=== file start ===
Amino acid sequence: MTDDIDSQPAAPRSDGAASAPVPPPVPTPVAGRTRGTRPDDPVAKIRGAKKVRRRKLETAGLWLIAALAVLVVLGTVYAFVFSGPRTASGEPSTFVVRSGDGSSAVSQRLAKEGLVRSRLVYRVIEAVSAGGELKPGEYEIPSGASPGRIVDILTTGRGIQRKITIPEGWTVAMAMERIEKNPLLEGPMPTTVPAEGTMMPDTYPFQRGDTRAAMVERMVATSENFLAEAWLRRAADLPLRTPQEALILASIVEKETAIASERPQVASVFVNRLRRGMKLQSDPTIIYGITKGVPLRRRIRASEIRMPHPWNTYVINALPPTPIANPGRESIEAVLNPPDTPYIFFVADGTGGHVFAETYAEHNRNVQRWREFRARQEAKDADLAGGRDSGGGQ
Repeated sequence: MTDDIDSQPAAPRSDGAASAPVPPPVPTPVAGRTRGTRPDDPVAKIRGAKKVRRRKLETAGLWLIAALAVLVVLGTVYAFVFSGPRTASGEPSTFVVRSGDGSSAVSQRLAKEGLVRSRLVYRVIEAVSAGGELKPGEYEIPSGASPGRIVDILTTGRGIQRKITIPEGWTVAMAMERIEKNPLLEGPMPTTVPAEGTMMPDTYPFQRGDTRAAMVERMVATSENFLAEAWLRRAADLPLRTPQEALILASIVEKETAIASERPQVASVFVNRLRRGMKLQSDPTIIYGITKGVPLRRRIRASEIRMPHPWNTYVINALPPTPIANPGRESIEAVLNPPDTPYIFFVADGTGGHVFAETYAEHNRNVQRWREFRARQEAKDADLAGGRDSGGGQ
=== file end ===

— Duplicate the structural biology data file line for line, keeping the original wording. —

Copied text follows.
Amino acid sequence: MTDDIDSQPAAPRSDGAASAPVPPPVPTPVAGRTRGTRPDDPVAKIRGAKKVRRRKLETAGLWLIAALAVLVVLGTVYAFVFSGPRTASGEPSTFVVRSGDGSSAVSQRLAKEGLVRSRLVYRVIEAVSAGGELKPGEYEIPSGASPGRIVDILTTGRGIQRKITIPEGWTVAMAMERIEKNPLLEGPMPTTVPAEGTMMPDTYPFQRGDTRAAMVERMVATSENFLAEAWLRRAADLPLRTPQEALILASIVEKETAIASERPQVASVFVNRLRRGMKLQSDPTIIYGITKGVPLRRRIRASEIRMPHPWNTYVINALPPTPIANPGRESIEAVLNPPDTPYIFFVADGTGGHVFAETYAEHNRNVQRWREFRARQEAKDADLAGGRDSGGGQ
Repeated sequence: MTDDIDSQPAAPRSDGAASAPVPPPVPTPVAGRTRGTRPDDPVAKIRGAKKVRRRKLETAGLWLIAALAVLVVLGTVYAFVFSGPRTASGEPSTFVVRSGDGSSAVSQRLAKEGLVRSRLVYRVIEAVSAGGELKPGEYEIPSGASPGRIVDILTTGRGIQRKITIPEGWTVAMAMERIEKNPLLEGPMPTTVPAEGTMMPDTYPFQRGDTRAAMVERMVATSENFLAEAWLRRAADLPLRTPQEALILASIVEKETAIASERPQVASVFVNRLRRGMKLQSDPTIIYGITKGVPLRRRIRASEIRMPHPWNTYVINALPPTPIANPGRESIEAVLNPPDTPYIFFVADGTGGHVFAETYAEHNRNVQRWREFRARQEAKDADLAGGRDSGGGQ